Power is with the peo­ple

CityPress - - Voices -

The strength of South Africa’s democ­racy was un­der­scored on Fri­day, show­ing those who gov­ern that power lies with the peo­ple. Ear­lier on Fri­day, the Pretoria High Court ruled that the ap­point­ment of Hawks boss Bern­ing Ntle­meza was in­valid and should be set aside. The ap­pli­ca­tion had been brought by civil so­ci­ety groups the He­len Suz­man Foun­da­tion and Free­dom Un­der Law, which ar­gued that the 2014 ap­point­ment was ir­ra­tional and un­law­ful.

At 10am, all eyes were on the Con­sti­tu­tional Court as it ruled on the grants pay­ment cri­sis, which had been brought about by the depart­ment of social devel­op­ment’s fail­ure to find a way to pay grants after the same court ruled in 2014 that its con­tract with Cash Pay­mas­ter Ser­vices (CPS) was in­valid.

The ap­pli­ca­tion was brought by civil so­ci­ety group Black Sash and was sup­ported by the He­len Suz­man Foun­da­tion, Free­dom Un­der Law and Cor­rup­tion Watch. They wanted the courts to en­sure that grant ben­e­fi­cia­ries were not harmed by the self-cre­ated cri­sis.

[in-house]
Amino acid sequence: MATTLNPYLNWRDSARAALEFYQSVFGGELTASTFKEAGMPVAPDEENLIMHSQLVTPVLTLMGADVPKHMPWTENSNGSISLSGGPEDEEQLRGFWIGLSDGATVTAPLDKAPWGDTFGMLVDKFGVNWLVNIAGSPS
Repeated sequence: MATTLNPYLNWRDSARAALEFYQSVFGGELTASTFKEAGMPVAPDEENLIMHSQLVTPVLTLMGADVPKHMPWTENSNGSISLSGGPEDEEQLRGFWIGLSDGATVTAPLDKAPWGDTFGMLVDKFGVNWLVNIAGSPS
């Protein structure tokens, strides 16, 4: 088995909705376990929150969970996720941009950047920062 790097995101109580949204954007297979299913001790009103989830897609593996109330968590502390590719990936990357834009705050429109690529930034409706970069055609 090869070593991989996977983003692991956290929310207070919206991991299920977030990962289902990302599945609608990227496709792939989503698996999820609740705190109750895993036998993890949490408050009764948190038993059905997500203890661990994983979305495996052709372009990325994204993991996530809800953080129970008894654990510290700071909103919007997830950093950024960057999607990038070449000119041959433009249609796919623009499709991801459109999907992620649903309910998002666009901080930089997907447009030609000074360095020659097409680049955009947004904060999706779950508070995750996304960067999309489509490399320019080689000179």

The court or­dered that CPS should con­tinue with pay­ments of social grants from April 1 – but only for 12 months and un­der the same con­di­tions as the cur­rent con­tract. The court noted that, “in the deep­est and most sham­ing of ironies”, the SA Social Se­cu­rity Agency was seek­ing to rely “on a pri­vate cor­po­rate en­tity, with no dis­cernible com­mit­ment to trans­for­ma­tive em­pow­er­ment in its own man­age­ment struc­tures, to get it out of this predica­ment”.

The court fur­ther ruled that Social Devel­op­ment Min­is­ter Bathabile Dlamini – whose ex­tra­or­di­nary con­duct brought about the cri­sis – must, by March 31, ex­plain why she should not pay the costs of the ap­pli­ca­tion out of her own pocket.

It was vic­tory over in­com­pe­tence, ar­ro­gance, a lack of car­ing and the abuse of pub­lic funds. Dlamini failed to prop­erly ac­count to Par­lia­ment, treated the pub­lic with con­tempt and cru­elly ex­posed the poor to un­cer­tainty. It took an an­gry cit­i­zenry and an alert civil so­ci­ety to force her to per­form what is ar­guably the most im­por­tant as­pect of her min­is­te­rial man­date.

Out of this cri­sis, we at least have a good story to tell as South Africans: we have a qual­ity ju­di­ciary, a vi­brant civil so­ci­ety and car­ing ci­ti­zens who are out­raged by wrong. These are the in­gre­di­ents of a sound, civilised demo­cratic so­ci­ety.

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